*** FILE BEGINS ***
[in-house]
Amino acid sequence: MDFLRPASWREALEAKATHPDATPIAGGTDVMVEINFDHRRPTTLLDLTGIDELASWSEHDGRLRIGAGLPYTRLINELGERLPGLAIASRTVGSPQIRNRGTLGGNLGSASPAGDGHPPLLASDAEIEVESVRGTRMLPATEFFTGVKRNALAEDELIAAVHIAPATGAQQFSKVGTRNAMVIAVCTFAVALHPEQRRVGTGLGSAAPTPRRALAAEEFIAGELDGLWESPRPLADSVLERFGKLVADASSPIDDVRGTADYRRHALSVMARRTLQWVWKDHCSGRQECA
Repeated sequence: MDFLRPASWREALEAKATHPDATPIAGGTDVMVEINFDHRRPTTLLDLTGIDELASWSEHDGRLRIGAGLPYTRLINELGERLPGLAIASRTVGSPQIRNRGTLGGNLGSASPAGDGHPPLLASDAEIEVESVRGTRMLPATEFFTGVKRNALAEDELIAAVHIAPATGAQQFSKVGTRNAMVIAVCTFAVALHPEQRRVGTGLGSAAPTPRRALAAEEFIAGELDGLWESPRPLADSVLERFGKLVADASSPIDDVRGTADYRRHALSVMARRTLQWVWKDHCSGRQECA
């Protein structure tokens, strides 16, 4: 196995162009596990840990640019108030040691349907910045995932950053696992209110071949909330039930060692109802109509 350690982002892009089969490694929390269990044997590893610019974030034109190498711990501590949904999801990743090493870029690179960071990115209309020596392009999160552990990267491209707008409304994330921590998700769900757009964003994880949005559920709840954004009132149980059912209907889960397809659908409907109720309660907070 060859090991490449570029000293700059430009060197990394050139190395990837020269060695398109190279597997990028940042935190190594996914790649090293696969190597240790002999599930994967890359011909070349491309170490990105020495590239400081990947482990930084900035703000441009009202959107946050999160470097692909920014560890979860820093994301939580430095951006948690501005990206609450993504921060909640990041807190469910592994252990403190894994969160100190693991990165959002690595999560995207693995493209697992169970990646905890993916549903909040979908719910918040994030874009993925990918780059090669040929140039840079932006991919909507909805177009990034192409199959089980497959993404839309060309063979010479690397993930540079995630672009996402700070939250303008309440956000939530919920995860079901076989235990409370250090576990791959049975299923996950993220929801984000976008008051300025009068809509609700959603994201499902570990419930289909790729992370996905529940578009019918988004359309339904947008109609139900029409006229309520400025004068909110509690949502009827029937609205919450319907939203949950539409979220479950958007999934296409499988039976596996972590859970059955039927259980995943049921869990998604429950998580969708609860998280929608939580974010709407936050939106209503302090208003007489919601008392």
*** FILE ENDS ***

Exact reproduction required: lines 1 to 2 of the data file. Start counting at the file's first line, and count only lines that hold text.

[in-house]
Amino acid sequence: MDFLRPASWREALEAKATHPDATPIAGGTDVMVEINFDHRRPTTLLDLTGIDELASWSEHDGRLRIGAGLPYTRLINELGERLPGLAIASRTVGSPQIRNRGTLGGNLGSASPAGDGHPPLLASDAEIEVESVRGTRMLPATEFFTGVKRNALAEDELIAAVHIAPATGAQQFSKVGTRNAMVIAVCTFAVALHPEQRRVGTGLGSAAPTPRRALAAEEFIAGELDGLWESPRPLADSVLERFGKLVADASSPIDDVRGTADYRRHALSVMARRTLQWVWKDHCSGRQECA